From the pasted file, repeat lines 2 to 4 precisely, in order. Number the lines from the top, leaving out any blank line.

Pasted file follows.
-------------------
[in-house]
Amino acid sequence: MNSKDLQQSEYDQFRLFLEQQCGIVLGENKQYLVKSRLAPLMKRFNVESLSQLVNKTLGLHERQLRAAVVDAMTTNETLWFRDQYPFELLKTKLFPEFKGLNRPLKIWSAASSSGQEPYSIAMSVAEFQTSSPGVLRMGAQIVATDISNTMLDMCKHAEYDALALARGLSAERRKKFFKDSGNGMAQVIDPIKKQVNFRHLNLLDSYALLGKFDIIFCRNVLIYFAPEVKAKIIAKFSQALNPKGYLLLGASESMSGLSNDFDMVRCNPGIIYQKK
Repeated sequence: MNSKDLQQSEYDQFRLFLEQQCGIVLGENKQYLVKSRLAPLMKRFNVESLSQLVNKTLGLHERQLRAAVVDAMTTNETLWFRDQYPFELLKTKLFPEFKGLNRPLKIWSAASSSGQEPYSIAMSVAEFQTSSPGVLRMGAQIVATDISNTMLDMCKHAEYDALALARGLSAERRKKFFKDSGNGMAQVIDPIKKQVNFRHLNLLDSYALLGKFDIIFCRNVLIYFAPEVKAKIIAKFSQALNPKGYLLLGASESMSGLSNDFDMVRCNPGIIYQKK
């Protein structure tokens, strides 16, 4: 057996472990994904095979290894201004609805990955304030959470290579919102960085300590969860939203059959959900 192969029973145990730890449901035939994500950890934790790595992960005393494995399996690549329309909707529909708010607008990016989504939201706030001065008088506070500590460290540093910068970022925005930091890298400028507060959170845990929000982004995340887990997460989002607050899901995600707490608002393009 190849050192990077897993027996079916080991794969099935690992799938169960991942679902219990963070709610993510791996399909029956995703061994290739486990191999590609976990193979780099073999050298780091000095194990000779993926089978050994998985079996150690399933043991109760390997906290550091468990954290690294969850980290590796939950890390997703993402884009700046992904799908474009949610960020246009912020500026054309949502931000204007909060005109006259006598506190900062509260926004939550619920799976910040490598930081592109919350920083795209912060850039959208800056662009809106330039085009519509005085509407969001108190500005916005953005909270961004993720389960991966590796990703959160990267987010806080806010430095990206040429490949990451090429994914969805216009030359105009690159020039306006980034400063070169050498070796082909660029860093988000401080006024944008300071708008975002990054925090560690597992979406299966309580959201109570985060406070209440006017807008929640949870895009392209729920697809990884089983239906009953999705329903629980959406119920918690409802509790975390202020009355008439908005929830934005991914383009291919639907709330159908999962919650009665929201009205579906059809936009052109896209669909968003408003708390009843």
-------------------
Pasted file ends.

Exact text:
Amino acid sequence: MNSKDLQQSEYDQFRLFLEQQCGIVLGENKQYLVKSRLAPLMKRFNVESLSQLVNKTLGLHERQLRAAVVDAMTTNETLWFRDQYPFELLKTKLFPEFKGLNRPLKIWSAASSSGQEPYSIAMSVAEFQTSSPGVLRMGAQIVATDISNTMLDMCKHAEYDALALARGLSAERRKKFFKDSGNGMAQVIDPIKKQVNFRHLNLLDSYALLGKFDIIFCRNVLIYFAPEVKAKIIAKFSQALNPKGYLLLGASESMSGLSNDFDMVRCNPGIIYQKK
Repeated sequence: MNSKDLQQSEYDQFRLFLEQQCGIVLGENKQYLVKSRLAPLMKRFNVESLSQLVNKTLGLHERQLRAAVVDAMTTNETLWFRDQYPFELLKTKLFPEFKGLNRPLKIWSAASSSGQEPYSIAMSVAEFQTSSPGVLRMGAQIVATDISNTMLDMCKHAEYDALALARGLSAERRKKFFKDSGNGMAQVIDPIKKQVNFRHLNLLDSYALLGKFDIIFCRNVLIYFAPEVKAKIIAKFSQALNPKGYLLLGASESMSGLSNDFDMVRCNPGIIYQKK
């Protein structure tokens, strides 16, 4: 057996472990994904095979290894201004609805990955304030959470290579919102960085300590969860939203059959959900 192969029973145990730890449901035939994500950890934790790595992960005393494995399996690549329309909707529909708010607008990016989504939201706030001065008088506070500590460290540093910068970022925005930091890298400028507060959170845990929000982004995340887990997460989002607050899901995600707490608002393009 190849050192990077897993027996079916080991794969099935690992799938169960991942679902219990963070709610993510791996399909029956995703061994290739486990191999590609976990193979780099073999050298780091000095194990000779993926089978050994998985079996150690399933043991109760390997906290550091468990954290690294969850980290590796939950890390997703993402884009700046992904799908474009949610960020246009912020500026054309949502931000204007909060005109006259006598506190900062509260926004939550619920799976910040490598930081592109919350920083795209912060850039959208800056662009809106330039085009519509005085509407969001108190500005916005953005909270961004993720389960991966590796990703959160990267987010806080806010430095990206040429490949990451090429994914969805216009030359105009690159020039306006980034400063070169050498070796082909660029860093988000401080006024944008300071708008975002990054925090560690597992979406299966309580959201109570985060406070209440006017807008929640949870895009392209729920697809990884089983239906009953999705329903629980959406119920918690409802509790975390202020009355008439908005929830934005991914383009291919639907709330159908999962919650009665929201009205579906059809936009052109896209669909968003408003708390009843």